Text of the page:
We've got our list of referrals, we've scanned the speakers bureaus and speakers associations and even listened to some presentations, but we still aren't certain that our show's keynote choice is going to hit the home run we absolutely require. We need this to be the word-of-mouth hot spot for the show and, with the price tag generally attached, failure is not an option.
Fortunately, there are some tried-and-true ways to eliminate those who most likely won't score the big points.
Right from the first contact, are they enthusiastic about collecting everything possible about your likely audience? Do they want to know everything from what a "day in their life" is like to the most frustrating struggles inherent to their industry? If not, they aren't even close to making full contact with the ball.
Do they have so many handlers that you don't get much time to speak freely and openly before you sign a contract? Many of the "top" speakers unfortunately have started to believe in their own PR and seem aloof or distant. If they come across that way to your receptionist or registration staff, they certainly aren't going to be genuine on stage, and your group is smart enough to recognize that.
Are they stuck in their script? When a speaker has a "hot topic" that they've ridden to the top, they tend to hold on to it for dear life. When the audience wants to go in another direction, they are often clinging to the safety of their "act" and aren't flexible to what is happening in the moment. Connection lost.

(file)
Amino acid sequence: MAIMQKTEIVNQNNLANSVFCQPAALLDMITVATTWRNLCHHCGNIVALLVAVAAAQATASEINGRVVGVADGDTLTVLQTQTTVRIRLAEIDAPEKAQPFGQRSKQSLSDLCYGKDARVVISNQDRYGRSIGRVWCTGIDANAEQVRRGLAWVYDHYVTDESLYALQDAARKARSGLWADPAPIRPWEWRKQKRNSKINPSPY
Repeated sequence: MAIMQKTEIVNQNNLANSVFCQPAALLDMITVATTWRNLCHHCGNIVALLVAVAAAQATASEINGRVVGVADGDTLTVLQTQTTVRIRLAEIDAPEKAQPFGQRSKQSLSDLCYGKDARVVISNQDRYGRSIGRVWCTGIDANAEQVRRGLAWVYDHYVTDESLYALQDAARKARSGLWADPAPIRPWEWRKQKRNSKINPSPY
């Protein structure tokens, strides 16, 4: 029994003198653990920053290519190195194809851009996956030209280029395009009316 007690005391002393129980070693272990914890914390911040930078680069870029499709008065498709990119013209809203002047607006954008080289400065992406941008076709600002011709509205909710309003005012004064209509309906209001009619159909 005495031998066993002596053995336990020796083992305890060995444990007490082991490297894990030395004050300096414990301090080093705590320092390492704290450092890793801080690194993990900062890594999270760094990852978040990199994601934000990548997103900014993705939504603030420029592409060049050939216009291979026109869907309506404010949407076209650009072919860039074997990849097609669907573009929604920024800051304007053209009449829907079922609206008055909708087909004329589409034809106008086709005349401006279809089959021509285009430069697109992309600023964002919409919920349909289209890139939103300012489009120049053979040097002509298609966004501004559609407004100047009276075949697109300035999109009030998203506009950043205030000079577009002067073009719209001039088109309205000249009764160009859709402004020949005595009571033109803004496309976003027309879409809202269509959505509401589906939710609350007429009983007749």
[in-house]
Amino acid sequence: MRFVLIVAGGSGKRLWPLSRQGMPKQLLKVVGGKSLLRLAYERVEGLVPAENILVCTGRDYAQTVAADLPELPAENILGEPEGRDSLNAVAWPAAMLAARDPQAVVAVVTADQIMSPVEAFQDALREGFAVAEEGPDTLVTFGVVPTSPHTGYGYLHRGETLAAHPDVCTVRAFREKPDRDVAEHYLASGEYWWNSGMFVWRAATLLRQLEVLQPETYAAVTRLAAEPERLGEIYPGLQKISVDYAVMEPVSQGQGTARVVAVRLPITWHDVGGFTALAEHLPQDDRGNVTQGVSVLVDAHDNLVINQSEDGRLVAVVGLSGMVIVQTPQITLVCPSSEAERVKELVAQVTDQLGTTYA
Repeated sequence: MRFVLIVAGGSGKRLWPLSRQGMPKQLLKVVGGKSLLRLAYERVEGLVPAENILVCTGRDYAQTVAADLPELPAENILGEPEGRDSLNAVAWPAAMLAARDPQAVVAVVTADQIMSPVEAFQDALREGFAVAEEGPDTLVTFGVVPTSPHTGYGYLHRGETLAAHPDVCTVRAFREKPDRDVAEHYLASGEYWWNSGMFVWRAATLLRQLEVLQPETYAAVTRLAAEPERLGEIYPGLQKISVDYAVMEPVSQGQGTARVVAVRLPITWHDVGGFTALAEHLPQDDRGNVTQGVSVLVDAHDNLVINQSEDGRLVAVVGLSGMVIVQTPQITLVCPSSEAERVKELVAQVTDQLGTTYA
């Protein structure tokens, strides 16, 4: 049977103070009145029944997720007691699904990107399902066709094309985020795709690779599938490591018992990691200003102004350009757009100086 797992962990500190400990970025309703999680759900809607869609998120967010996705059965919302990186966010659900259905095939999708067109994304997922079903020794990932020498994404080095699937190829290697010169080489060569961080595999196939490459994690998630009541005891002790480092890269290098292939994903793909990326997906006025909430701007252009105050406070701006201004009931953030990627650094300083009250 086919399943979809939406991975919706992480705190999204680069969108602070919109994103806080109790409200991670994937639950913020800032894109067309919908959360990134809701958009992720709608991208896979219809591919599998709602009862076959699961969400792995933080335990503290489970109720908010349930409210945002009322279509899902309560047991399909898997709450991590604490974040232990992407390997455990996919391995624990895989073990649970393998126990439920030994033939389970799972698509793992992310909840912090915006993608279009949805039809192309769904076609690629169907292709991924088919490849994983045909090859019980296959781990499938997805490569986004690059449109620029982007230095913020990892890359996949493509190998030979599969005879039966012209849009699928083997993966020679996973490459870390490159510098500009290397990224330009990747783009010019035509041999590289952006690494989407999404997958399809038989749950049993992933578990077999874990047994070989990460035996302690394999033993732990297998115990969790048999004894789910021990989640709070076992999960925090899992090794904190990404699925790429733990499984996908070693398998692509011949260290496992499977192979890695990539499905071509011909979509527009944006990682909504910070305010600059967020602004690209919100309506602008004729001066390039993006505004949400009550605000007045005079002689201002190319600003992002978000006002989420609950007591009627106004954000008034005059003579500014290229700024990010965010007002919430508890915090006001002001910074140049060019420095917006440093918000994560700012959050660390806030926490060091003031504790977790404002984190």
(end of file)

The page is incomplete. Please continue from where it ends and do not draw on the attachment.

Fun is fundamental. Speakers aren't hired comedians but we all like to have a good chuckle while we learn. The most memorable moments are laughs that are organic to that particular session, rather than a canned comment or observation that the speaker throws in to each talk. By organic, I mean that it comes from a genuine audience exchange or interaction. It comes from the natural exchanges exclusive to your engagement and your people.
Finally, does your speaker ask a lot of questions and, most importantly, listen to the answers? Interaction and hands-on role playing are fun and entertaining ways to keep the crowd awake and plugged in to the message. When your group actually "does it" they remember it. While many keynoters are not known for group involvement, there is always a place to have some interaction if a tone of safety, respect, and goodwill has been set.
Your keynote is a signature for your show. If the speaker doesn't feel that kind of responsibility to the success of your show, keep looking. There are keynoters that blow the socks off a group without saying the same old thing over and over; they share, laugh, and speakall while meeting the needs of your exact group. You just need to find them.MJ Gilhooley, president and owner of Gilhooley Consulting Inc., a Cincinnati-based marketing agency, frequently offers Keynotes, seminars for corporate, association, and non-profit groups. She has published hundreds of articles in newspapers, consumer and academic magazines, and industry trades. To contact her, call 800-347-9014 or visit www.gilhooleyconsulting.com.Originally published January 01, 2008
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